North Korea ‘in state of war’ with South
A day after threatening to strike the US mainland with rockets, North Korea says it has entered a “state of war” with the South and will deal with every inter-Korean issue accordingly.
North Korea says it has entered a “state of war” with the South and will deal with every inter-Korean issue accordingly.
The announcement was made in a joint statement attributed to all government bodies and institutions and carried by the official Korean Central News Agency (KCNA).
“As of now, inter-Korea relations enter a state of war and all matters between the two Koreas will be handled according to wartime protocol,” the statement said.
“The long-standing situation of the Korean peninsula being neither at peace nor at war is finally over.”
The two Koreas have always technically remained at war because the 1950-53 Korean War concluded with an armistice rather than a peace treaty.
Earlier this month the North announced it was ripping up the armistice and other bilateral peace pacts signed with Seoul in protest against South Korea-US joint military exercises.
“This is not really a new threat – just part of a series of provocative threats,” the South’s Unification Ministry said in a statement.
The defence ministry added that no particular troop movement had been observed along the border.
Voiding the ceasefire theoretically opens the way to a resumption of hostilities, although observers note it is far from the first time that North Korea has announced the demise of the armistice.
The armistice was approved by the UN General Assembly, and both the United Nations and South Korea have repudiated the North’s unilateral withdrawal.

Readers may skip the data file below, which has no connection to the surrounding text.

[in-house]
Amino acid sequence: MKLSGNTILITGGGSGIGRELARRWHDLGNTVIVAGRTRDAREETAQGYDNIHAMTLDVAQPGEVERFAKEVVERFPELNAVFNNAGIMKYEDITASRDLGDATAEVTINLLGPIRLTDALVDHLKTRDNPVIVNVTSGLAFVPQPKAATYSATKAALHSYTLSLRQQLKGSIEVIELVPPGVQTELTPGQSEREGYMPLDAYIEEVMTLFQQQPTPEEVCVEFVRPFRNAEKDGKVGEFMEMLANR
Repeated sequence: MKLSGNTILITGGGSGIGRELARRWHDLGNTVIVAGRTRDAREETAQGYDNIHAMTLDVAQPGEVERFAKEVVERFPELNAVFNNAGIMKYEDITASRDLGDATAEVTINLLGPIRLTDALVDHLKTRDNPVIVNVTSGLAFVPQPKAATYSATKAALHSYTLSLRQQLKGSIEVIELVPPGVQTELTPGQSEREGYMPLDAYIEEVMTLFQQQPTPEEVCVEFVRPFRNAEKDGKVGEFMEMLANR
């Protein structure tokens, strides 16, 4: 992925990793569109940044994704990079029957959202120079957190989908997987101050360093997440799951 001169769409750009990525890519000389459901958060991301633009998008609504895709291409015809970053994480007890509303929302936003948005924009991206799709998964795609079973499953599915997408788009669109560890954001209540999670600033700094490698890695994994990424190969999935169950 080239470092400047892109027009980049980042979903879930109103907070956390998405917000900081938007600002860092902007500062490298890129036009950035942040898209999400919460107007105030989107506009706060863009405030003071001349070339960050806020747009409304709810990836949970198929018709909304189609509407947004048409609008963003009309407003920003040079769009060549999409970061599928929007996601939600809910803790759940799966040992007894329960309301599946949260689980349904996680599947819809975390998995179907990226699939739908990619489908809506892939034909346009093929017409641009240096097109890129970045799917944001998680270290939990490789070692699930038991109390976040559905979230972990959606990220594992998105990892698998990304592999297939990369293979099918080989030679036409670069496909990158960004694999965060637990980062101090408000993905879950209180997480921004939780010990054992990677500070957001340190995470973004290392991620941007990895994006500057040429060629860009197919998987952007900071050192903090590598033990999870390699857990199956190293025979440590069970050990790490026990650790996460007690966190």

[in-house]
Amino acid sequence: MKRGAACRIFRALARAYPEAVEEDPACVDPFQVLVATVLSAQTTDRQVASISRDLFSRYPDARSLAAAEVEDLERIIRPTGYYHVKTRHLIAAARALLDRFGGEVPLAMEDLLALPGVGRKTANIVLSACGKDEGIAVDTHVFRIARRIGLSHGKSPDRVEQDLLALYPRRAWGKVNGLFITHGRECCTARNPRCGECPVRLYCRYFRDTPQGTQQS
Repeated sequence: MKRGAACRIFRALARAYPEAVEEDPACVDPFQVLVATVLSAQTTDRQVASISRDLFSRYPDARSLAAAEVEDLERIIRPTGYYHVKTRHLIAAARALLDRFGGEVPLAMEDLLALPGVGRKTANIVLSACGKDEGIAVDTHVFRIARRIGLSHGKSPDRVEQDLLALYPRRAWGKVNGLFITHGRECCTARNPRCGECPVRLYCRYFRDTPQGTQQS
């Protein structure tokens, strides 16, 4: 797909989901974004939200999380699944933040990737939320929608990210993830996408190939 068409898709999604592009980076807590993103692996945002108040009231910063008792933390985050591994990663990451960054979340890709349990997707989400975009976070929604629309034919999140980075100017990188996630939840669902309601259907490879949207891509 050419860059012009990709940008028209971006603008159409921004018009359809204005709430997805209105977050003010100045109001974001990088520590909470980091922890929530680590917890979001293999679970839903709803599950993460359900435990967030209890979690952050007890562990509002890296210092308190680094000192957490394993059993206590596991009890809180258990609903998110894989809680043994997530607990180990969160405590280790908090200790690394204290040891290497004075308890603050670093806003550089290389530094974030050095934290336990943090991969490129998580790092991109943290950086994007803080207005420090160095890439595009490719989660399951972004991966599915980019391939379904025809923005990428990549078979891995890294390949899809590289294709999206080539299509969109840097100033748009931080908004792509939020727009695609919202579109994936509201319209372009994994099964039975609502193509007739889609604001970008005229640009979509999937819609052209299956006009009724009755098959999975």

Today’s statement also warns that any military provocation near the North-South land or sea border would result “in a full-scale conflict and a nuclear war”.
Most observers still believe this will remain a rhetorical rather than a physical battle, but the situation has now become so volatile that any slight miscalculation carries the potential for rapid escalation.
Yesterday the North issued a statement saying it had put its rockets “on standby” to strike the US mainland and military bases.
Leader Kim Jong-Un vowed to “settle accounts” after nuclear-capable US stealth B-2 bombers flew over South Korea for a drill on Thursday.
The bulk of the threats emanating from Pyongyang have been dismissed as bluster.
North Korea has no confirmed missile capability to reach the US mainland – or indeed Guam or Hawaii in the Pacific.
But Washington has opted to match the threats with its own muscle-flexing.
“We’ve seen reports of a new and unconstructive statement from North Korea,” said Caitlin Hayden, spokeswoman for the National Security Council.
“We take these threats seriously and remain in close contact with our South Korean allies.
“We would also note that North Korea has a long history of bellicose rhetoric and threats and today’s announcement follows that familiar pattern.
“We continue to take additional measures against the North Korean threat, including our plan to increase the US ground-based interceptors and early warning and tracking radar.”
America’s stealth bomber flights, which followed training runs by B-52 bombers, were part of annual drills between the United States and South Korea, which North Korea each year denounces as rehearsals for war.
Pyongyang has been particularly vocal this time, angered by UN sanctions imposed after its long-range rocket launch in December and the third nuclear test it carried out last month.